Accelerating is also a cure, but a much higher risk solution. I once used that method and held my truck full throttle until the trailer sway stopped. The utility trailer I was towing weighed about 5 tons and had no brakes (big mistake). After taking up several lanes on the freeway, with it trying to roll my truck and having all traffic back off to give me room, it finally straightened out. I tried to steer out of it and couldn't.

Once it settled down at about 70 MPH and was pulling straight, I got all over the brakes to get rid of speed and get it back down to about 30 where it was stable, and do it before it could get unstable again. That incident was seriously scary! You can only brake hard if the trailer is in a direct line with the truck.

Another stability problem can happen while using the engine brake with a diesel truck while towing. The rear tires of the truck are holding back with a lot of braking force, but no trailer brakes are being applied. This can lead to a spin out and jack knife. Especially dangerous in cold weather with possible black ice. Always use the truck's service brakes while towing in cold weather, or on sharp curves and leave the engine brake for better conditions.
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Old 12-04-2017, 02:26 AM   #6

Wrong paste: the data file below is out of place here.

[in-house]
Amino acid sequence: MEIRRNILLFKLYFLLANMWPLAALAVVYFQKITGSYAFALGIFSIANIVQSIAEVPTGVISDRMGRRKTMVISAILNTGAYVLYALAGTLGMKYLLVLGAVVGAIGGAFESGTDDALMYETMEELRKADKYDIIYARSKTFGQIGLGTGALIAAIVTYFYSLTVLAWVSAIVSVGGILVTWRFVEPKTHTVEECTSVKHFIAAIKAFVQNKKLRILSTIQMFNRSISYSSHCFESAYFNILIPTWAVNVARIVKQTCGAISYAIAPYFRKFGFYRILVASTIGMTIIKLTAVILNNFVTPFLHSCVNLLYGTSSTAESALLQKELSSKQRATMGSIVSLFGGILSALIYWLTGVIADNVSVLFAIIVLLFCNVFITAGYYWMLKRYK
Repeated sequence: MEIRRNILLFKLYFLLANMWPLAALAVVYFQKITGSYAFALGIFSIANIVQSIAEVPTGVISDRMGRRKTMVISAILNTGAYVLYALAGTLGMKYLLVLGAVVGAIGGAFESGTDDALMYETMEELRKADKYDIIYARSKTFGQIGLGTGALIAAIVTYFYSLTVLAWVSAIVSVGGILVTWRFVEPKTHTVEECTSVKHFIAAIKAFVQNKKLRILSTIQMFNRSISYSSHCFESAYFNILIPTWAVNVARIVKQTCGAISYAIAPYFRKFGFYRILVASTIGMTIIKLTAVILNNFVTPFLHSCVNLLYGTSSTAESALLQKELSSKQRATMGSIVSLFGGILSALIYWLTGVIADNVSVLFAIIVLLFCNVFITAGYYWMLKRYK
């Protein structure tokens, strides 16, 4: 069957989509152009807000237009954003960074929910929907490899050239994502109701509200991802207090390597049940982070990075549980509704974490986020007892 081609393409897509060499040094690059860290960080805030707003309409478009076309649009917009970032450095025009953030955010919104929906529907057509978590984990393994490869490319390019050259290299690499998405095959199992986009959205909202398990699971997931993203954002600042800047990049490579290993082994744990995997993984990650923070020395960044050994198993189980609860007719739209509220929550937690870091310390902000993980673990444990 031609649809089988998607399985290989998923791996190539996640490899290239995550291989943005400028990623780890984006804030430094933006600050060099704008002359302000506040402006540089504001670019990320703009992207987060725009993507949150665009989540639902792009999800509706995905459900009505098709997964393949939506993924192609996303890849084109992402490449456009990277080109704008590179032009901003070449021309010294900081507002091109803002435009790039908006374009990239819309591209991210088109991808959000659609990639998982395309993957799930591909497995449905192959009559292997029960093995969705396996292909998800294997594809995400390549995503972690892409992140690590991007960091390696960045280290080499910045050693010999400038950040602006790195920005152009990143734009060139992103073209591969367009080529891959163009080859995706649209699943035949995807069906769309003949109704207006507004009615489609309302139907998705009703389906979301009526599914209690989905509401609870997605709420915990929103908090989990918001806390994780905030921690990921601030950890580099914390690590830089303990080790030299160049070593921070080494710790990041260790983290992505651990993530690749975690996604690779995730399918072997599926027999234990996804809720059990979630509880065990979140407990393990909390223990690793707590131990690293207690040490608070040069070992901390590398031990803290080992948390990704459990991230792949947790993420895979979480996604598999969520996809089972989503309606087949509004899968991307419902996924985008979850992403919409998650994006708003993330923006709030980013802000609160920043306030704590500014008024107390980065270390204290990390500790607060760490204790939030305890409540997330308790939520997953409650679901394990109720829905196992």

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That's a scary video. Lucky for everyone that there was room enough around him that he was the only victim involved. A bit off topic from the hoses but I wonder if Nick's camera picked up what the driver may have done, if anything, prior to the sway like maybe a quick or evasive move. On a side note, all the videos posted here of TTs crashing, at least that I've seen, all stayed connected to the tug. I'm sure they do but it does say something about the ball/coupler design as with this one, the tug stayed on...basically all 4 wheels and didn't roll over.
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Old 12-04-2017, 07:34 AM   #7
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cause

my opinion excessive speeds will cause this sort of problems leading to an accidnent. I have had this happen on a small trailer with a roll of carpet on it and its soooo scarey.

while we may all kinds and sorts of solutions until it happens then we don't really know.

best advice and my policy slow down just because highway traffic is going 80mph doesn't mean you don't need or have to!

get there a little later and be safe! you might save yours or someones life!

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Old 12-04-2017, 08:16 AM   #8
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Back to the tanks... wondering about the different ways tanks typically attach to the tongue...